TGS '07: Smash Court Tennis 3 Hands-On

Grab your tennis racket and white shoes as we hit the clay with Namco Bandai's upcoming tennis title Smash Court Tennis 3 for the Xbox 360.

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We visited both the Namco Bandai and Microsoft booths where Smash Court Tennis 3 was on display to get some hands-on time with the latest build of the game. While the demo was limited to only a single venue, Garden City Arena in Sydney, Australia, we did have a bit more choice with the player roster, and decided to pit Roger Federer against Gael Monfils in a three-game singles exhibition match.

Player models appeared smooth and accurate, and bore a striking resemblance to the real athletes they're based on. The demo we saw featured eight male and eight female characters, each with a choice of four different outfits to reflect your style when you hit the court. The player roster includes all the big names from both the male and female pro circuits, including Nadal, Hingis, Blake, and Sharapova on what appeared to be more than a dozen real-world courts.

Smash Court Tennis gameplay will be familiar to anyone who has picked up a virtual racket. The four coloured controller buttons are each mapped to a specific shot. Slices, lobs, top spins, and basic returns are all here, and also double as taunts, as well as signs of frustration or approval when you lose or score a point. Holding a button will increase the amount of power behind your shots.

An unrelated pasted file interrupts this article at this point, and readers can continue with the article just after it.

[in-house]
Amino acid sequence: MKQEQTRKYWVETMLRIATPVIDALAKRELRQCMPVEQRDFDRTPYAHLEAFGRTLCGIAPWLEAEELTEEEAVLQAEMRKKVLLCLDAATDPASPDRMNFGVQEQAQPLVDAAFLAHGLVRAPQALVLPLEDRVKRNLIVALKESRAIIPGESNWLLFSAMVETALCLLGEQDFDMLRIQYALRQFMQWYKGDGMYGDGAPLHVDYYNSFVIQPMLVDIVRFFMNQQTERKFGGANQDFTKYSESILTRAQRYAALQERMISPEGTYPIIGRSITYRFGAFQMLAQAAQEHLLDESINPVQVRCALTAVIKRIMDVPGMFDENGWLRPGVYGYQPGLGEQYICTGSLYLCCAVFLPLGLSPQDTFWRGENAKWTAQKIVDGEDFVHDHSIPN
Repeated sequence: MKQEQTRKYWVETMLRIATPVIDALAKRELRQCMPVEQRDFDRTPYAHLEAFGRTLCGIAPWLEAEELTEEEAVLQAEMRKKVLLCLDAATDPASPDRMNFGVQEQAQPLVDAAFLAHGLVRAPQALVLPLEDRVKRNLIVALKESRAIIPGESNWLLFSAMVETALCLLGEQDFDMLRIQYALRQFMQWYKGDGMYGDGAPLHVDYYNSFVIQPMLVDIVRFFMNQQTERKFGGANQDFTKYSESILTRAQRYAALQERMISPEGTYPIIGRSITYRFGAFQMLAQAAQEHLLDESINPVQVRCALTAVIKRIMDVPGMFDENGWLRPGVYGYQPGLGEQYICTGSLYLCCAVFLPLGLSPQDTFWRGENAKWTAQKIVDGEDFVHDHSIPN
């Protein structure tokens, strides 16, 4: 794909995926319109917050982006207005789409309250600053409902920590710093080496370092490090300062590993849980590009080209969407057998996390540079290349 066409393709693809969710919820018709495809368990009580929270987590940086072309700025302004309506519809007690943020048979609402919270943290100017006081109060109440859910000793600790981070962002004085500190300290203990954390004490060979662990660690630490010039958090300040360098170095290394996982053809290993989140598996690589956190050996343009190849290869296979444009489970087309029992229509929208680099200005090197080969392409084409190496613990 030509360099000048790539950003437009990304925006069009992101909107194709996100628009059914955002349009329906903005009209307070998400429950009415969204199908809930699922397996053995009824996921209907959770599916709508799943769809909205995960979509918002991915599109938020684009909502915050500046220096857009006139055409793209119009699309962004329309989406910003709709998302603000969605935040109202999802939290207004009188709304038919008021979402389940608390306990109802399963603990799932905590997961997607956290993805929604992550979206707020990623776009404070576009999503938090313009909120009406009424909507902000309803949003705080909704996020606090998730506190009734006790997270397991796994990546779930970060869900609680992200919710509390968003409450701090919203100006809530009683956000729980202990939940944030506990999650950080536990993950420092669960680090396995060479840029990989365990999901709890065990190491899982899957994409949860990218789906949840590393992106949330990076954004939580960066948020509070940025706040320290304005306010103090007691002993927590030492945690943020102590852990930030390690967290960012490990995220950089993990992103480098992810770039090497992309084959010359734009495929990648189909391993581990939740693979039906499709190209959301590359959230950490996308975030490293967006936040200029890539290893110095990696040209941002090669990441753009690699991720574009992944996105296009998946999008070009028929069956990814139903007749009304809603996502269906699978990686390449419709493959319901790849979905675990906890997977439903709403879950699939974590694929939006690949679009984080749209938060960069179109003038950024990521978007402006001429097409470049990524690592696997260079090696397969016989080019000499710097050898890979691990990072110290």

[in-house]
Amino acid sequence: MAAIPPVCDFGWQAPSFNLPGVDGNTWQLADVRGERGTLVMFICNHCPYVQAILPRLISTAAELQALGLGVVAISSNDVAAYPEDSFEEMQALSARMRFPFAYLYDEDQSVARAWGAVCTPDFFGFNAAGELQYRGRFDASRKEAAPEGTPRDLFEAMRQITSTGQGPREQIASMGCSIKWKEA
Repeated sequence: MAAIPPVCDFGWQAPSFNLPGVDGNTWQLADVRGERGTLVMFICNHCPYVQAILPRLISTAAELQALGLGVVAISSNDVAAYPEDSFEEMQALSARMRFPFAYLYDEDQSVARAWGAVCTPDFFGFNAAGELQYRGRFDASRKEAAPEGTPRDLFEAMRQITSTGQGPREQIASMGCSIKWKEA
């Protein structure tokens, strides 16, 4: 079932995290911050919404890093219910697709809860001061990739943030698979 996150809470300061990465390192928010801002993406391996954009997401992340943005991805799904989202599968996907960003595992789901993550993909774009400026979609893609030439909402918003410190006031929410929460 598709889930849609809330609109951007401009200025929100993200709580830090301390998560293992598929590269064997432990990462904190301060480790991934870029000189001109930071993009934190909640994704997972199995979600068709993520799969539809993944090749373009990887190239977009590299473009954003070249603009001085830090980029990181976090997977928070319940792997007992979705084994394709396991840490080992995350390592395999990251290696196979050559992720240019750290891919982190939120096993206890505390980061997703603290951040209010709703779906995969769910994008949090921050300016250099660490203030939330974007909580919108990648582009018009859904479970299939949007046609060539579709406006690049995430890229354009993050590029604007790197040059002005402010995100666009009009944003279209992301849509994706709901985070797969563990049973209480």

The most noticeable difference with Smash Court Tennis 3 is the serve system. Rather than have a scrolling bar to indicate power and timing, the ball begins in your hand, with a large target off to the side of your body. As you toss the ball into the air and reach the apex of your serve, the target zone becomes smaller. Striking the ball at the latest possible moment will give you a slight power serve, but you're not penalised for missing it. If you do miss it, or even ignore a button press, your serve will continue at normal speed. Player movement is controlled with the left analogue stick and felt responsive.

Little touches like TV-style screen changes and reverse-angle line replays only help further provide a realistic tennis experience, and we're looking forward to our next hands-on with hopes of trying out some of the other play modes.

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